GB201100678D0 (en) 2011-01-17 2011-03-02 Owen Mumford Ltd Injection devices with damping
US9265887B2 (en) 2011-01-24 2016-02-23 Abbvie Biotechnology Ltd. Automatic injection devices having overmolded gripping surfaces
US8992477B2 (en) 2011-01-24 2015-03-31 Elcam Agricultural Cooperative Association Ltd. Injector
US9173999B2 (en) 2011-01-26 2015-11-03 Kaleo, Inc. Devices and methods for delivering medicaments from a multi-chamber container
US8939943B2 (en) 2011-01-26 2015-01-27 Kaleo, Inc. Medicament delivery device for administration of opioid antagonists including formulations for naloxone
US8627816B2 (en) 2011-02-28 2014-01-14 Intelliject, Inc. Medicament delivery device for administration of opioid antagonists including formulations for naloxone
US9125996B2 (en) * 2011-04-07 2015-09-08 Terumo Kabushiki Kaisha Liquid injection instrument
US8496619B2 (en) 2011-07-15 2013-07-30 Antares Pharma, Inc. Injection device with cammed ram assembly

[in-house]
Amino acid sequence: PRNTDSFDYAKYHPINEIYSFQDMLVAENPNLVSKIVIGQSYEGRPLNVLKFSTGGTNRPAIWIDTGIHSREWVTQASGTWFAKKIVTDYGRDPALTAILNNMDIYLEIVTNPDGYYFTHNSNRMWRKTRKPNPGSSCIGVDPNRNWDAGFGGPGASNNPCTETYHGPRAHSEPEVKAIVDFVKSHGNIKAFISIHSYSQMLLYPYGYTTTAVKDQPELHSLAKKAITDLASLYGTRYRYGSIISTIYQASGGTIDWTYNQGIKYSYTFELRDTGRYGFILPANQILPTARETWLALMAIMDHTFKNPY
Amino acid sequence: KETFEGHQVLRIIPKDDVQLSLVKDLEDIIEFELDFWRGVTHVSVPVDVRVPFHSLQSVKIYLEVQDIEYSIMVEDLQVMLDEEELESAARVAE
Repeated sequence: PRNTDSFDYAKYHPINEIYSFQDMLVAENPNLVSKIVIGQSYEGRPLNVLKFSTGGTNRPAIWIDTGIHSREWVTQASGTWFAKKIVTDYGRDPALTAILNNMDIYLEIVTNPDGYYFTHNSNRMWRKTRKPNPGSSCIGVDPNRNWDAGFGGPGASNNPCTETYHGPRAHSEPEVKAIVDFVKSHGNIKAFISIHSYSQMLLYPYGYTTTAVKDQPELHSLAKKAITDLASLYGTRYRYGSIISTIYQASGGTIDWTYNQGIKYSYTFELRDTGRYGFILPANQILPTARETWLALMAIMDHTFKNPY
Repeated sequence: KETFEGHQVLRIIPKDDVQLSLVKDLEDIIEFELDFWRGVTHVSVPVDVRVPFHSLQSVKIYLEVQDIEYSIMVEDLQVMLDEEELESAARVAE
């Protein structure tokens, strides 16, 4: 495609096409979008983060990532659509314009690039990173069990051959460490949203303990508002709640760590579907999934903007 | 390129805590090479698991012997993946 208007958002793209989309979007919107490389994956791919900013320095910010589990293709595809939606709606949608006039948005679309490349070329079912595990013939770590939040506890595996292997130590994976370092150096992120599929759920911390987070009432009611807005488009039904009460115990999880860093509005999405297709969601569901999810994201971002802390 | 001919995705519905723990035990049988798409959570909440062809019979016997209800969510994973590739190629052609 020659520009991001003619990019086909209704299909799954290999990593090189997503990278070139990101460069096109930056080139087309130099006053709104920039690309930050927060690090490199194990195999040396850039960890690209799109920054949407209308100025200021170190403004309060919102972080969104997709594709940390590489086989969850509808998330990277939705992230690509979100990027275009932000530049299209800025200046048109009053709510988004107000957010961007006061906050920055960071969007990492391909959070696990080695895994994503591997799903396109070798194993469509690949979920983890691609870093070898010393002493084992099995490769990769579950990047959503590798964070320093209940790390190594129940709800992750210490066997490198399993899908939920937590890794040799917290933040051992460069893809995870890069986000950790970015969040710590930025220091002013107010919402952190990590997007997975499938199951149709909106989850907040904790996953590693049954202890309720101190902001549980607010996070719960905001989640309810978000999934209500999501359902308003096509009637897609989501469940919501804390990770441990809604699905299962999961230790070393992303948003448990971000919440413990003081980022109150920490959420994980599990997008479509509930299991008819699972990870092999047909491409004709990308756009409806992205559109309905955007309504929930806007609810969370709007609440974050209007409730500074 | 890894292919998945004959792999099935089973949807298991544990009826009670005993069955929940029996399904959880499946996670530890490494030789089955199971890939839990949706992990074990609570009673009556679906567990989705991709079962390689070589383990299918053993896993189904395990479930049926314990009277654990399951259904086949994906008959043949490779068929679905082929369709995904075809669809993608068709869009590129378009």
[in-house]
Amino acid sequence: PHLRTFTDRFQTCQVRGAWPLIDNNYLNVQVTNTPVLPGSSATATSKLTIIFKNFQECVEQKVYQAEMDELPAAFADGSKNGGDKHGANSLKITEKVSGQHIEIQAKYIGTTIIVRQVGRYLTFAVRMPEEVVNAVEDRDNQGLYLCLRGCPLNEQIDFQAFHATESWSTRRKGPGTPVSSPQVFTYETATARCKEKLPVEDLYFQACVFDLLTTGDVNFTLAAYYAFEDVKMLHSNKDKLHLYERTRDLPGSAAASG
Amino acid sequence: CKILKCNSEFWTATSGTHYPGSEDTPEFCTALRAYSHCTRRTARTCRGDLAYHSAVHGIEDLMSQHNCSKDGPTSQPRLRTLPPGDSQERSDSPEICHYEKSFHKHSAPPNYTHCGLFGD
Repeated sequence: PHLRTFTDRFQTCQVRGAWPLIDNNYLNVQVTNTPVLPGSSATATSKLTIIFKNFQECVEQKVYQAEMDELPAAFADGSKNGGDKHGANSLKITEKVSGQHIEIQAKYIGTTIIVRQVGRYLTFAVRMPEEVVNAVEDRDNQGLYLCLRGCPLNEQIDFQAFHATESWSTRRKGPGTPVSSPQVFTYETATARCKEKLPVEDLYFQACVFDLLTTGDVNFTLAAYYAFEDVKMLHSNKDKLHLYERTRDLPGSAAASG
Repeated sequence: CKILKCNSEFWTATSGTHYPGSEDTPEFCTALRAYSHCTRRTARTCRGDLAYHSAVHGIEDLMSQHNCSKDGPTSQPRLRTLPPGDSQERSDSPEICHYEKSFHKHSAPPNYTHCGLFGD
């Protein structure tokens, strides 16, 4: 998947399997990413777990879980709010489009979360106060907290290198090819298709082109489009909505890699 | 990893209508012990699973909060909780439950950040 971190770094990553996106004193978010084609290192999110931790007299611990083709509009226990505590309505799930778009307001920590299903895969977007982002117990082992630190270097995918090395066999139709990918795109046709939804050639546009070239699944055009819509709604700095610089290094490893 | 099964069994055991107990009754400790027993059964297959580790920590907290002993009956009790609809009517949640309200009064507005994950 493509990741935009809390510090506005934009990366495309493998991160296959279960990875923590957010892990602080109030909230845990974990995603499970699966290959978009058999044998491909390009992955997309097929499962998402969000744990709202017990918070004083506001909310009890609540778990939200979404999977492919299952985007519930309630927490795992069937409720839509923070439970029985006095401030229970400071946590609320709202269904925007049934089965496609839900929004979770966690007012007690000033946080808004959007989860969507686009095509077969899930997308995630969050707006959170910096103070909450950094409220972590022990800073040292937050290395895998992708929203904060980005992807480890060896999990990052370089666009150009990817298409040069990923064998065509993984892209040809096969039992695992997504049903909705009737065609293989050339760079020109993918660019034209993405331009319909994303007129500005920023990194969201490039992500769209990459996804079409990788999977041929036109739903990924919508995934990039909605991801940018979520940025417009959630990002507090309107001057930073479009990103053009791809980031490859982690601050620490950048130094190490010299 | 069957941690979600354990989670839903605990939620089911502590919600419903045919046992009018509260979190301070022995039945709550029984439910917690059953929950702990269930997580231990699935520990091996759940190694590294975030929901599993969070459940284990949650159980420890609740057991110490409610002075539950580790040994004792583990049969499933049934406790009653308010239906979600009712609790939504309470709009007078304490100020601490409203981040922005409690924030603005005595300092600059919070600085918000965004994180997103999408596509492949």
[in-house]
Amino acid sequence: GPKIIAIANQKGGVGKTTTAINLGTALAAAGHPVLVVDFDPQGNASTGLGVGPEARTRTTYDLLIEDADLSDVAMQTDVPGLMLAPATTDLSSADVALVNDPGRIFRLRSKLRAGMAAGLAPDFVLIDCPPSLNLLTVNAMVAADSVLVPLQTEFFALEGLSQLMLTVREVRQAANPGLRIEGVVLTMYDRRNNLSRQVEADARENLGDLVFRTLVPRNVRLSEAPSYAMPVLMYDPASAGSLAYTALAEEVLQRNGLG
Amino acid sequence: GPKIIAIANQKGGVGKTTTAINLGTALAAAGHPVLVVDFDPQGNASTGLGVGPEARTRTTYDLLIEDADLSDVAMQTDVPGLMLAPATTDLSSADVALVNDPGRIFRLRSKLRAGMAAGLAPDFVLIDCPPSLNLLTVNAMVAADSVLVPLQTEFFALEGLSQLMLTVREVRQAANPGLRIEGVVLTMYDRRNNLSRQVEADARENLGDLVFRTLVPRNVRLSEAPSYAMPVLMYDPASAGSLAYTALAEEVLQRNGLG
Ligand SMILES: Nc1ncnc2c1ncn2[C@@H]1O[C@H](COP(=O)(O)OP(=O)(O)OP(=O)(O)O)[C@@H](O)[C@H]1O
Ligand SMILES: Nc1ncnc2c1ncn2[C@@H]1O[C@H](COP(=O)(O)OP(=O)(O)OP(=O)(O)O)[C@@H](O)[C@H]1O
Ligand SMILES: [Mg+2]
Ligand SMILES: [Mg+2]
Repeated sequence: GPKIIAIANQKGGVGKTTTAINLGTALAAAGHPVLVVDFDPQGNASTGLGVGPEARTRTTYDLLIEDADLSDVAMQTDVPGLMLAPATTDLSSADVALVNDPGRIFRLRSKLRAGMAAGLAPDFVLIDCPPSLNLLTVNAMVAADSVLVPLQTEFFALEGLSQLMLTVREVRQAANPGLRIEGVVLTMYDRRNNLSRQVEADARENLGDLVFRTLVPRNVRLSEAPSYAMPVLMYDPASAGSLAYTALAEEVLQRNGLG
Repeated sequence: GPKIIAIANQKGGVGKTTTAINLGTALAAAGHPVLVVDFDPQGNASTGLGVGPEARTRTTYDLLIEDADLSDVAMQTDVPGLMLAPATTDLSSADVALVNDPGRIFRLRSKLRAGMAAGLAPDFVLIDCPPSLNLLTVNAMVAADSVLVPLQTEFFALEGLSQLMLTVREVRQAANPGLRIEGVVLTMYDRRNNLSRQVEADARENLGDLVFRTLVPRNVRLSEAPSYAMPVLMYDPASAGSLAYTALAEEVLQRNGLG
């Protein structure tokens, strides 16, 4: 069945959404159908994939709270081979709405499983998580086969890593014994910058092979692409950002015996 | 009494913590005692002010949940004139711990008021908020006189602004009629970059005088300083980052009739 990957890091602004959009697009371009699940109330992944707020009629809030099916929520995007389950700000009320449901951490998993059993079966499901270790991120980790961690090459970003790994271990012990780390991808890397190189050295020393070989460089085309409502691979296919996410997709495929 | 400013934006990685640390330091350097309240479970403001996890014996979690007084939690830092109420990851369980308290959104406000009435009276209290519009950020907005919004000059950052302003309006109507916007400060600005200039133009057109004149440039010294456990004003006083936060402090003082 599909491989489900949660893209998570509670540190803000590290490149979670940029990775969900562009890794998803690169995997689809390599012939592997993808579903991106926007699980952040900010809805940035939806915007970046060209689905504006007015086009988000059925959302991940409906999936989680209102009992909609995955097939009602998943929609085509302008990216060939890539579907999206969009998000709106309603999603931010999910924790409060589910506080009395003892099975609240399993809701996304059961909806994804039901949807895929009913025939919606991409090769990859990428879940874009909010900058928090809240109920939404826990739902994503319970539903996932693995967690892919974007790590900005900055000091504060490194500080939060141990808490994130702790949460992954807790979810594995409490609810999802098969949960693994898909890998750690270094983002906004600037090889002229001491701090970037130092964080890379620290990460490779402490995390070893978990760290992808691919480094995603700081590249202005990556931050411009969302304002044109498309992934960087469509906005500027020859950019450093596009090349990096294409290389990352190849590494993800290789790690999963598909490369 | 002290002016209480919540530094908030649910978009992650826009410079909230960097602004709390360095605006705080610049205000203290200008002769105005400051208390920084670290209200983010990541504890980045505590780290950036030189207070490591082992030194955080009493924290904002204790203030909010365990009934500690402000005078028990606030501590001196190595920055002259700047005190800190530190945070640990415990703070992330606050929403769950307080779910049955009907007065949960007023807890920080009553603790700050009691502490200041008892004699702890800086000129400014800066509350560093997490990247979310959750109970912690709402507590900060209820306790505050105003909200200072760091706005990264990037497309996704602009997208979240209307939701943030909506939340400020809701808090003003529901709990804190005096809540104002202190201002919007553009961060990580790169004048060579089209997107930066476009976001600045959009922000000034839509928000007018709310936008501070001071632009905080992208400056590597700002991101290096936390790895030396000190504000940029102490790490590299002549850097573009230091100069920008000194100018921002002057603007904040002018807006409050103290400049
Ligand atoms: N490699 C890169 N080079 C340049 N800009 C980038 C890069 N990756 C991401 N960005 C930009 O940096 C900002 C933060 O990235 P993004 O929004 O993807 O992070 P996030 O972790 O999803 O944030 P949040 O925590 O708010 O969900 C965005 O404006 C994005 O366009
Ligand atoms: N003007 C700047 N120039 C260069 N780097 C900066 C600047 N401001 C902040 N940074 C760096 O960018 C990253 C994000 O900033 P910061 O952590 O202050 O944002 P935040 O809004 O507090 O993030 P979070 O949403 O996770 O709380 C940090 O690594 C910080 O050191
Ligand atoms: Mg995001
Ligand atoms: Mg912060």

US9220660B2 (en) 2011-07-15 2015-12-29 Antares Pharma, Inc. Liquid-transfer adapter beveled spike
KR20170005896A (en) * 2012-04-18 2017-01-16 케어베이 유럽 리미티드 Medicament delivery device
WO2013169804A1 (en) 2012-05-07 2013-11-14 Antares Pharma, Inc. Needle assisted jet injection device having reduced trigger force
US9522235B2 (en) 2012-05-22 2016-12-20 Kaleo, Inc. Devices and methods for delivering medicaments from a multi-chamber container
US20130338586A1 (en) * 2012-06-07 2013-12-19 Lisa Moreno Dickinson Injection device
WO2014124464A1 (en) 2013-02-11 2014-08-14 Travanty Michael Needle assisted jet injection device having reduced trigger force
US8591463B1 (en) 2013-03-08 2013-11-26 Teva Pharmaceutical Industries Ltd. Re-useable injector device for syringe